Publication Date


Document Type


First Advisor

Winsor, Helen Bruce

Degree Name

M.S. (Master of Science)

Legacy Department

Department of Human and Family Resources


Food preferences--Illinois--De Kalb; Nutrition--Illinois--De Kalb; Malaysian students--Illinois--De Kalb


The purpose of this study was to determine the knowledge of nutrition, attitudes toward nutrition, and food purchasing practices of Malaysian college students in DeKalb. The subjects were 80 students studying at Northern Illinois University. The Cronbach's alpha reliability coefficient was computed to measure the reliability of the knowledge of nutrition test, attitudes toward nutrition test, and food purchasing practices test. A total score for each student was calculated to form the knowledge scale, attitude scale, and practices scale. Analysis of variance was used to determine differences in knowledge, attitudes, and practices of the students by education level, sex, age, marital status, length of stay in DeKalb, household size, nutrition education, income level, money spent on food away from home, who does the grocery shopping, money spent on food at home, the frequency of food shopping, and the type of food stores used. Findings indicated that sex and nutrition education had a significant influence on knowledge of nutrition. Sex, length of stay in DeKalb, nutrition education, frequency of grocery shopping, and the type of stores used had a significant influence on attitudes toward nutrition. In this study, positive relationships were found between knowledge of nutrition and attitudes toward nutrition, between nutrition knowledge and food purchasing practices, and between attitudes toward nutrition and food purchasing practices. The correlation coefficient of knowledge of nutrition and attitudes toward nutrition was found to be significant at the 0.01 level. Based on the analysis of the data, it was concluded that those with nutrition education had better scores in their knowledge of nutrition, and the result from the multiple regression analysis indicated that nutrition education was the predominant variable influencing attitude and knowledge. This is suggestive of the need for formal nutrition education within the Malaysian education system to increase the knowledge of nutrition, to help turn negative attitudes toward food into positive attitudes, and to help in making wise food choices in relation to nutrition and consumerism. The general public should not be neglected. A form of either formal or informal nutrition education should be made available to them. Home economics services rendered by the Agriculture Extension Service should be extended not only to the rural communities, but to the urban communities as well.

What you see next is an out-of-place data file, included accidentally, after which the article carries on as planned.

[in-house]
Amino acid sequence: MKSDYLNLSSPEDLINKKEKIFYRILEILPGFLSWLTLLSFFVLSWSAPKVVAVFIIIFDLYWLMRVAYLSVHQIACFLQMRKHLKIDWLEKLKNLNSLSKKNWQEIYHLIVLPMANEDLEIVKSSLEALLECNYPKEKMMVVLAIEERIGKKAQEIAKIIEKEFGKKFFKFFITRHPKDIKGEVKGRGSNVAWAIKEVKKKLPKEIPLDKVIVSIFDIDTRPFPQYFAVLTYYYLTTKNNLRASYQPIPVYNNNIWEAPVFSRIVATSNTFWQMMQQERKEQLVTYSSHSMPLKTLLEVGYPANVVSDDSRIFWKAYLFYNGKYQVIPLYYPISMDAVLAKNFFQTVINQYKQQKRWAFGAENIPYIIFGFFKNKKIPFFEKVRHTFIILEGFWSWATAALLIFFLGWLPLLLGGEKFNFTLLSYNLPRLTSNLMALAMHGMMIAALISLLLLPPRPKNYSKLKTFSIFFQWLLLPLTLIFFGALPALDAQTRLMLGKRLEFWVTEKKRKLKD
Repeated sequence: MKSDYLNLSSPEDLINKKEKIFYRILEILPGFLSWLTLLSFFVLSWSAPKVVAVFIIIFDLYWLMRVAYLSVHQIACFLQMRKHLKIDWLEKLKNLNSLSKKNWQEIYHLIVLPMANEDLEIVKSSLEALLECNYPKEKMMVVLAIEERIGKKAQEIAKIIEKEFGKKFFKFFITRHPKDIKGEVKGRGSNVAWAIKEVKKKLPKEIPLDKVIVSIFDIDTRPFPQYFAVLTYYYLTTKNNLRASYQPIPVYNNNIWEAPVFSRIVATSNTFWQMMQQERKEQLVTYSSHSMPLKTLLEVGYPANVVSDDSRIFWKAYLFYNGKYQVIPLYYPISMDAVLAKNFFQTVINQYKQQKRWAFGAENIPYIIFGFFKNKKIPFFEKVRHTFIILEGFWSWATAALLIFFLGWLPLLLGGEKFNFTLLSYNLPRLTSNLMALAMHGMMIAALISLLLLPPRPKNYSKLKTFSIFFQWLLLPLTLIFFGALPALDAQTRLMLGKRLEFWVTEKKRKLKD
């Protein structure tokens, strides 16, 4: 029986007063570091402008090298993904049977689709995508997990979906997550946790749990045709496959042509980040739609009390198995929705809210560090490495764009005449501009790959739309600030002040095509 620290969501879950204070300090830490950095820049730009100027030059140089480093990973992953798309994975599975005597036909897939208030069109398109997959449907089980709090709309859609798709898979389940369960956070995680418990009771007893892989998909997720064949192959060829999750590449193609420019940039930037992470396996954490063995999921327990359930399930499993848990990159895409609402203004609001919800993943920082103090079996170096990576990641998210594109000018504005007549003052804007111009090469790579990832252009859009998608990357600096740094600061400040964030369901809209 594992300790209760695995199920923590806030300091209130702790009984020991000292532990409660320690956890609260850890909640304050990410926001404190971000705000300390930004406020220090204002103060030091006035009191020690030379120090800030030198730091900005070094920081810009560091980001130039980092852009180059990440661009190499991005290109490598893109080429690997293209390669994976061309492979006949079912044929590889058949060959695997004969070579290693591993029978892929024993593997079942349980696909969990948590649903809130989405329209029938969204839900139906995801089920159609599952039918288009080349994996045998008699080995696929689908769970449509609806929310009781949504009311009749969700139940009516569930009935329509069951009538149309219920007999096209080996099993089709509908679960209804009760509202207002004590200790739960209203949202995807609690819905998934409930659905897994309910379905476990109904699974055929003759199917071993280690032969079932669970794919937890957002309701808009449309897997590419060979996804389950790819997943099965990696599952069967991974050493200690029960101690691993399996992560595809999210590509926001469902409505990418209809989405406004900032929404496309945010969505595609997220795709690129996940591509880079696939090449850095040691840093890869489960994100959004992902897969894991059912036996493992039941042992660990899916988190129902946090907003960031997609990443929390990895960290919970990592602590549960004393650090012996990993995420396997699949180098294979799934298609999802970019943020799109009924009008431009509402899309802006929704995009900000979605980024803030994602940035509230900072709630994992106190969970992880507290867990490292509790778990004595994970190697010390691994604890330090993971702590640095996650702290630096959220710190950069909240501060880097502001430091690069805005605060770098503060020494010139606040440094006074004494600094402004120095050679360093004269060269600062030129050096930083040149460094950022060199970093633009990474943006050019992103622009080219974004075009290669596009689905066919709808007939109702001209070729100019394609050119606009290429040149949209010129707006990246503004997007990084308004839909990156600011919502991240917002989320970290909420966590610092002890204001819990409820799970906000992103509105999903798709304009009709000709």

Bibliography: pages [53]-57


iv, 76 pages




Northern Illinois University

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